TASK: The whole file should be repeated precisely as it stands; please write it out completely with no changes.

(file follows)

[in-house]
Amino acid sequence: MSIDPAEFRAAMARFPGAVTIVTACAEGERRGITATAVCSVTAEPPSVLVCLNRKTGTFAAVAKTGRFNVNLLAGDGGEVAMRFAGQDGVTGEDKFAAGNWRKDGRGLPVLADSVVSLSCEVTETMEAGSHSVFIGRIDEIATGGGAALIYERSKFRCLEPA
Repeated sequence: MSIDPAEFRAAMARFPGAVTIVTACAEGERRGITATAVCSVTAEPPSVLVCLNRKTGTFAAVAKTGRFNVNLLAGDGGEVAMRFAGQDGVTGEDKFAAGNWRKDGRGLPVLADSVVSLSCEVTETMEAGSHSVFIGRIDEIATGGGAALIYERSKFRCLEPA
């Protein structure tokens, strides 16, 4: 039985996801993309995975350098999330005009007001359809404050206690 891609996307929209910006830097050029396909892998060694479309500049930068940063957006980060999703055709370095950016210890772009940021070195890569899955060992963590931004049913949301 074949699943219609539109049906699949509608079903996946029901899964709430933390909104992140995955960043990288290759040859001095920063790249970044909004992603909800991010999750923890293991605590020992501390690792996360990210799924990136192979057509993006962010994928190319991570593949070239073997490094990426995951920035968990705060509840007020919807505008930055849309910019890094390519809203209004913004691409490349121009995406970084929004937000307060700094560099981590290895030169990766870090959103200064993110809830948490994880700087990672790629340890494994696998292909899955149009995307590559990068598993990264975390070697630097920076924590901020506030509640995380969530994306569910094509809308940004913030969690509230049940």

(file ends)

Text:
[in-house]
Amino acid sequence: MSIDPAEFRAAMARFPGAVTIVTACAEGERRGITATAVCSVTAEPPSVLVCLNRKTGTFAAVAKTGRFNVNLLAGDGGEVAMRFAGQDGVTGEDKFAAGNWRKDGRGLPVLADSVVSLSCEVTETMEAGSHSVFIGRIDEIATGGGAALIYERSKFRCLEPA
Repeated sequence: MSIDPAEFRAAMARFPGAVTIVTACAEGERRGITATAVCSVTAEPPSVLVCLNRKTGTFAAVAKTGRFNVNLLAGDGGEVAMRFAGQDGVTGEDKFAAGNWRKDGRGLPVLADSVVSLSCEVTETMEAGSHSVFIGRIDEIATGGGAALIYERSKFRCLEPA
């Protein structure tokens, strides 16, 4: 039985996801993309995975350098999330005009007001359809404050206690 891609996307929209910006830097050029396909892998060694479309500049930068940063957006980060999703055709370095950016210890772009940021070195890569899955060992963590931004049913949301 074949699943219609539109049906699949509608079903996946029901899964709430933390909104992140995955960043990288290759040859001095920063790249970044909004992603909800991010999750923890293991605590020992501390690792996360990210799924990136192979057509993006962010994928190319991570593949070239073997490094990426995951920035968990705060509840007020919807505008930055849309910019890094390519809203209004913004691409490349121009995406970084929004937000307060700094560099981590290895030169990766870090959103200064993110809830948490994880700087990672790629340890494994696998292909899955149009995307590559990068598993990264975390070697630097920076924590901020506030509640995380969530994306569910094509809308940004913030969690509230049940």